The Horrible State of Horror Movies

Fear is universal. There's no such thing as a man without fear, despite the bill of goods Daredevil tries to sell us. That's why so many people enjoy horror movies; they give us a safe way to give in to that fear, to get that adrenaline rush. It's why we love them as kids, despite all the nightmares and sleepless nights, and despite the fact that we'd spend half as much time watching them from behind the sofa as we did on the sofa, to paraphrase a popular decades-old British expression (thank you, Doctor Who fans).

Think Doctor Who isn't scary? The Silents will fuck your shit up.

I'll be honest, I hated horror movies when I was little. I never wanted to watch them. With the overactive imagination I've always had, a horror movie was a recipe for disaster that would result in me awake for nights, flinching and jumping at every single sound and shadow, and full of nightmares whenever I did fall asleep. However, as I've grown older over the last decade or so, I've missed that feeling, and am always on the lookout for a good horror movie that will keep me up at night instead of fading from my consciousness twenty minutes after I leave the theater. Let's be honest, though. Today, good horror movies are hard to find. I don't just say that because I'm older and harder to scare, because honestly, I can be a twitchy bitch sometimes and there are witnesses who will attest to that. There is just a dearth of quality horror being made, and I've come up with a few reasons why that I'll present for you now in countdown form... because who doesn't love a countdown?

5.) 3-D. Just stop. Not just horror movies, for that matter, but all movies. Sure, some 3-D movies are good, and deserve to be in 3-D. But mostly? Stop trying to distract us from the fact that you made a shitty movie by making us wear glasses and look at bright things flying at our face and giving us a headache. It's bad enough we just sat through your shitty movie, we don't need to go home with physical pain on top of it.

4.) Found Footage. Here's another practice that just needs to stop. From restricted camera angles to shaky shots, cameras pointed at the floor as people run, ridiculous jump cuts and edits, it's all awful. I mean, the first Paranormal Activity might have been good if it was shot like a real movie. I could go on, but instead I'll give you this link to a list of "found footage" movies and let you count up how many of them are actually good. By my count, there are maybe four good ones, out of the sixty-five or so listed. Just stop. Make a real movie.

3.) PG-13. Maybe it's just me, but very few horror movies work when put under PG-13 restrictions. Not necessarily because of lack of gore or nudity, but for language. If you have a movie where people are being stalked, possessed, tortured, killed, etc., and there can only be one instance of the f-bomb in the script, the film suffers for that because it hurts the realism. People curse, and under the circumstances listed above, the f-bomb is going to get dropped more often plates at a Jewish wedding. There are, of course, exceptions to this rule, but I feel the saying applies more often than not: go hard or go home.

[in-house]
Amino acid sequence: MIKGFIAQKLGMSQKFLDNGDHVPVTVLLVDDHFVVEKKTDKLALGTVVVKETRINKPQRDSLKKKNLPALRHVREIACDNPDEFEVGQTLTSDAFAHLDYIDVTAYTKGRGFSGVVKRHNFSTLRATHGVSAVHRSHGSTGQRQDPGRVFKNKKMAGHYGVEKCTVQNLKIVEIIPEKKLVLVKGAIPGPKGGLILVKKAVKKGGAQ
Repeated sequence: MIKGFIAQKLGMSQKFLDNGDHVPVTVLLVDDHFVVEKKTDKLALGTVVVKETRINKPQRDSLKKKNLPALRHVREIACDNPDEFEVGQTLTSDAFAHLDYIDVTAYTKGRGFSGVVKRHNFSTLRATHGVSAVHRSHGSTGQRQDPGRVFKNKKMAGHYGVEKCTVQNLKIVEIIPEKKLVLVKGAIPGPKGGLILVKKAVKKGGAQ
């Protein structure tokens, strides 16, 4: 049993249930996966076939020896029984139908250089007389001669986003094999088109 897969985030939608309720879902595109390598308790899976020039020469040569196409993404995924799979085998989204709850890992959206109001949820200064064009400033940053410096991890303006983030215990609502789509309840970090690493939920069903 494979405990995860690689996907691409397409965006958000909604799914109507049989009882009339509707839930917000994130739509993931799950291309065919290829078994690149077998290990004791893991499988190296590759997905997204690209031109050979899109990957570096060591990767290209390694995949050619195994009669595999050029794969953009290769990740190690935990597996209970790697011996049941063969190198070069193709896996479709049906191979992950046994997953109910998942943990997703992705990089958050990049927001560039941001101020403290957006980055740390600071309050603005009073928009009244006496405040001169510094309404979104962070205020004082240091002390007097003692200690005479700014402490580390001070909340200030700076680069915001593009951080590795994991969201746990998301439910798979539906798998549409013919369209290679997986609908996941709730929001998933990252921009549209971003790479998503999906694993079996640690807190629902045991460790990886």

2.) Remakes. You know what isn't scary? Something I've seen before. And since most remakes suck, let me ask you another question: you know what really isn't scary? A watered-down version of something I've seen before. I'm not going to name any names, so in order to provide an example, I'll borrow a move from Archie Bunker's playbook and just look at the offending party and whistle...


Again, there are exceptions to the rule; I thought the Friday the 13th remake was watchable but not scary, and I really enjoyed the first of Rob Zombie's Halloween remakes and the Texas Chainsaw Massacre remake that starred Jessica Biel, but for the most part, you want to scare me? Show me something new, like a girl coming out of the TV that's three feet away from me to kill me.

1.) An Over-Reliance on Gore. Yes, gore can be entertaining and unsettling and, when done right, can certainly add to a horror movie. But it can never be what makes a horror movie great. Want an example? Look at the Saw franchise. Sure, the first movie had some gore in it, but it also had a tight, interesting plot and was filled with tension that existed outside the gore. With each sequel, the traps and gore took more and more importance over plot and each movie became progressively worse. Torture-porn does not equate to horror. Relatable things are scary. The commonplace being made uncommon is scary. That's why, for example, the original Nightmare on Elm Street worked so well; being stalked and killed in our dreams works because we all dream. Everyone needs to sleep sometime. The Ring worked because we all watch movies, we all have televisions. A movie like the recent My Soul To Take doesn't work because we don't all have shards of a killer's soul split between us and everyone else in our town born on the same day as us... yeah, that was stupid. A lot of horror lies in psychology, in the aforementioned relatable circumstances, in tension and shocks and unexpected imagery.

I disliked Insidious. There was sleeplessness.

A perfect example of what I'm talking about is The Exorcist, possibly the scariest movie ever. If you were brought up religious and believe in God and the Devil and things like that, that movie will resonate with you like nothing else. Today's horror filmmakers could learn a lot from the Exorcist.

Just please don't remake it with a PG-13 rating in 3-D.